Wichita Patient advocates and nursing home administrators say federal prosecutions against three Kansas nurses for drug tampering highlight regulatory gaps in the oversight of nurses — particularly those working in the long-term care facilities that serve some 90,000 Kansans.
Kansas law doesn’t require nursing homes to do criminal background checks for licensed medical personnel. But the state board, which licenses about 56,000 nurses, was given legislative authority to do background checks and fingerprinting just three years ago and then on new licenses only.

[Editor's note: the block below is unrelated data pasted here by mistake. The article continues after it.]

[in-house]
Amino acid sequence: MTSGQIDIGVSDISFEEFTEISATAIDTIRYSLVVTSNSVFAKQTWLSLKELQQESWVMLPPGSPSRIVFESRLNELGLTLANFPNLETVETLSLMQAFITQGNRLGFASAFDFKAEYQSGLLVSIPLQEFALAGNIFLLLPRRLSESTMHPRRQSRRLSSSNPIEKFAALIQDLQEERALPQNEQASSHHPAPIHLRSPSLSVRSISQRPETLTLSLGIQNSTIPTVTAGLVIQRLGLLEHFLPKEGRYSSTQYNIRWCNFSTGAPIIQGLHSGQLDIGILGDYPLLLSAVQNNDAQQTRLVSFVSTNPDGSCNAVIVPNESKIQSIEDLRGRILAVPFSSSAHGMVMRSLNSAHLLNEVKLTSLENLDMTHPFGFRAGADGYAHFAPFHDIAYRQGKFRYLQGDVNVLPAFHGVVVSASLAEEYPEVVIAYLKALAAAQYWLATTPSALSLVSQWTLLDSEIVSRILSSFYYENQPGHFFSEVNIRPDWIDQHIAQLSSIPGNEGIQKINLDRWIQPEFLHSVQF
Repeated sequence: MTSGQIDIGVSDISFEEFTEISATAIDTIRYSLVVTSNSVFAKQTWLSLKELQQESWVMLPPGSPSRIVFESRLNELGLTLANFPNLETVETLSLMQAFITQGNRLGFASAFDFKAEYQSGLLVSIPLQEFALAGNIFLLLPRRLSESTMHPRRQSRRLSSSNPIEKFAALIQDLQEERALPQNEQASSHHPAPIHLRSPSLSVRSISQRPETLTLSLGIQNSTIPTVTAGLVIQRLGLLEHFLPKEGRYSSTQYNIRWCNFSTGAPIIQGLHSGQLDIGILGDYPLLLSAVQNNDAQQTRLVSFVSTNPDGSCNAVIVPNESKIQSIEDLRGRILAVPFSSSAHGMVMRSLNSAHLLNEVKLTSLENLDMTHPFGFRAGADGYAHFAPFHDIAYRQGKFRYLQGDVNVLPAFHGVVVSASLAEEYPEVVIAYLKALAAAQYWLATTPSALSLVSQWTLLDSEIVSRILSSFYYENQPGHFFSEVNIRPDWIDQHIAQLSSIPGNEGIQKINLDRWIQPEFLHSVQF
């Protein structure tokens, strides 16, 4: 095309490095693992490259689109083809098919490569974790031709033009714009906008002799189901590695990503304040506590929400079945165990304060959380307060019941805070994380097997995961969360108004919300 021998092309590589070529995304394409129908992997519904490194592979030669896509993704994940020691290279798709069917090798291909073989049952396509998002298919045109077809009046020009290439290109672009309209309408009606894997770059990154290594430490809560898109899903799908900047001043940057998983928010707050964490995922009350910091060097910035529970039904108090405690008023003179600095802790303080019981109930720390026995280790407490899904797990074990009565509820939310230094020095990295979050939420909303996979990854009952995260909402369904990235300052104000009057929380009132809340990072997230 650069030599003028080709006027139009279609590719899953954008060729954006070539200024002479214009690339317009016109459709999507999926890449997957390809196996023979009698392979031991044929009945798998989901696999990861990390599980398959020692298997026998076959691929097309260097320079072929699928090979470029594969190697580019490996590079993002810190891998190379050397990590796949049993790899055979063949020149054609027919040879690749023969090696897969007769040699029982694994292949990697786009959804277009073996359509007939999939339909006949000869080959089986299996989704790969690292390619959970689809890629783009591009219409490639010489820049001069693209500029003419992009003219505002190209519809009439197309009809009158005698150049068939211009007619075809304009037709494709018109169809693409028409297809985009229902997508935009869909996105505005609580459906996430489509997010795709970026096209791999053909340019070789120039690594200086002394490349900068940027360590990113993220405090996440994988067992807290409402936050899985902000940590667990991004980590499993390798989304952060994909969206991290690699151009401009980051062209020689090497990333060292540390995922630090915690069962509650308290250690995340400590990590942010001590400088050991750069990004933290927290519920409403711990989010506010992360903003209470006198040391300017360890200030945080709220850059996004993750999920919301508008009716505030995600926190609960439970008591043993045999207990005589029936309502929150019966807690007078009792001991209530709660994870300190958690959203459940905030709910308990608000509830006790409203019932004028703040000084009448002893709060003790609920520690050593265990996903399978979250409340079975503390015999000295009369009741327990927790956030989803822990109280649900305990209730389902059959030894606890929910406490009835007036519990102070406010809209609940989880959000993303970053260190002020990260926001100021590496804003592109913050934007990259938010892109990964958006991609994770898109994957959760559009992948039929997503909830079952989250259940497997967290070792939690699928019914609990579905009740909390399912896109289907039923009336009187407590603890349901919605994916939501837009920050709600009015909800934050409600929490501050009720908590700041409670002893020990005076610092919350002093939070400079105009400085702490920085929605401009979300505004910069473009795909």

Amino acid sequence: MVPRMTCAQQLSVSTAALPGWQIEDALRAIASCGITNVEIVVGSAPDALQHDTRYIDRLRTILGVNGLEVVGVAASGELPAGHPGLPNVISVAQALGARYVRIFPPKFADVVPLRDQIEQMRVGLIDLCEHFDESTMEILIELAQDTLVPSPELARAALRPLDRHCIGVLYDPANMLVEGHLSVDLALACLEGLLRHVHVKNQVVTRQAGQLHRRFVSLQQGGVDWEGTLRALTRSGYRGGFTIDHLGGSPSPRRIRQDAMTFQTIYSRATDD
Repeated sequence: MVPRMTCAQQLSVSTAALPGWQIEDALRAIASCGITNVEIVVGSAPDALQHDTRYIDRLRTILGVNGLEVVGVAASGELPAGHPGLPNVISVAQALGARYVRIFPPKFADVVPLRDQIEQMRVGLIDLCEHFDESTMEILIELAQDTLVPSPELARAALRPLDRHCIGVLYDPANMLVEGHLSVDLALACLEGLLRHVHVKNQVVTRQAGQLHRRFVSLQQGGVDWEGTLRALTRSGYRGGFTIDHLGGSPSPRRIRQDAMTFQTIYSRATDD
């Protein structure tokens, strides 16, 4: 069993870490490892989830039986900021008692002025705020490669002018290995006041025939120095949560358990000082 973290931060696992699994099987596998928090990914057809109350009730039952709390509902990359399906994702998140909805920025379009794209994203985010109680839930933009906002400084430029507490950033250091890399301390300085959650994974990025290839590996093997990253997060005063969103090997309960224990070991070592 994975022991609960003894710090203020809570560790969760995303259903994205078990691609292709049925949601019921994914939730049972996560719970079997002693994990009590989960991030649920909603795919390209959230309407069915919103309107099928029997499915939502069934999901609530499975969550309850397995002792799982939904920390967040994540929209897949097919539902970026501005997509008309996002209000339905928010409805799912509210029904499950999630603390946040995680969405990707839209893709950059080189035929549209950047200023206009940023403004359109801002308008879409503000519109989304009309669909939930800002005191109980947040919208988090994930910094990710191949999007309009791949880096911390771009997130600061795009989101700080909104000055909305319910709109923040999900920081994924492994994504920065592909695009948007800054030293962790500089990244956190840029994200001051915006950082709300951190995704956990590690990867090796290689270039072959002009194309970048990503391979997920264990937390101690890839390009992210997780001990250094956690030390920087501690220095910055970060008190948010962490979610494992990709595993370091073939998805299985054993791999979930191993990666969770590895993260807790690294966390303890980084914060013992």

The state requires hospitals to report violations of the Kansas Nurse Practice Act to regulators but does not require nursing homes to do the same.
The Kansas Board of Nursing receives between 1,500 and 1,700 complaints annually on nurses. Roughly 80 percent relate to drug or alcohol abuse.